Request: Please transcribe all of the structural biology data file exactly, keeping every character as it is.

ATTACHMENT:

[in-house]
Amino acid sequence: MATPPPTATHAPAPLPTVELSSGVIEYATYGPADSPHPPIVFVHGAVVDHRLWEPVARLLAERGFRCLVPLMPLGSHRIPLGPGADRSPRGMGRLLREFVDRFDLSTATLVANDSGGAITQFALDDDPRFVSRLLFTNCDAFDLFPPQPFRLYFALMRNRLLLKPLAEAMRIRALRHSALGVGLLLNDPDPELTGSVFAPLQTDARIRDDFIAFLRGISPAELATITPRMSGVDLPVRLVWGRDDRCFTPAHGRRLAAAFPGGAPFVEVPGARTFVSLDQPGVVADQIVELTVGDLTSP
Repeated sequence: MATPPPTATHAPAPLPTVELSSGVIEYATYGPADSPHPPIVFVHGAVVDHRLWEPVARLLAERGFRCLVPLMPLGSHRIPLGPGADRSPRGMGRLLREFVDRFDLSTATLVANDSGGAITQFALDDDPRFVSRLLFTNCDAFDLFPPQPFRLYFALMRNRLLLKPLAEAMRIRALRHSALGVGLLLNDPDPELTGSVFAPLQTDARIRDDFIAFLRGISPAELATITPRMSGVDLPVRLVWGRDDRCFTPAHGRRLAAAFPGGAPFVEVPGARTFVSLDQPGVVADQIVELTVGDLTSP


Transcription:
[in-house]
Amino acid sequence: MATPPPTATHAPAPLPTVELSSGVIEYATYGPADSPHPPIVFVHGAVVDHRLWEPVARLLAERGFRCLVPLMPLGSHRIPLGPGADRSPRGMGRLLREFVDRFDLSTATLVANDSGGAITQFALDDDPRFVSRLLFTNCDAFDLFPPQPFRLYFALMRNRLLLKPLAEAMRIRALRHSALGVGLLLNDPDPELTGSVFAPLQTDARIRDDFIAFLRGISPAELATITPRMSGVDLPVRLVWGRDDRCFTPAHGRRLAAAFPGGAPFVEVPGARTFVSLDQPGVVADQIVELTVGDLTSP
Repeated sequence: MATPPPTATHAPAPLPTVELSSGVIEYATYGPADSPHPPIVFVHGAVVDHRLWEPVARLLAERGFRCLVPLMPLGSHRIPLGPGADRSPRGMGRLLREFVDRFDLSTATLVANDSGGAITQFALDDDPRFVSRLLFTNCDAFDLFPPQPFRLYFALMRNRLLLKPLAEAMRIRALRHSALGVGLLLNDPDPELTGSVFAPLQTDARIRDDFIAFLRGISPAELATITPRMSGVDLPVRLVWGRDDRCFTPAHGRRLAAAFPGGAPFVEVPGARTFVSLDQPGVVADQIVELTVGDLTSP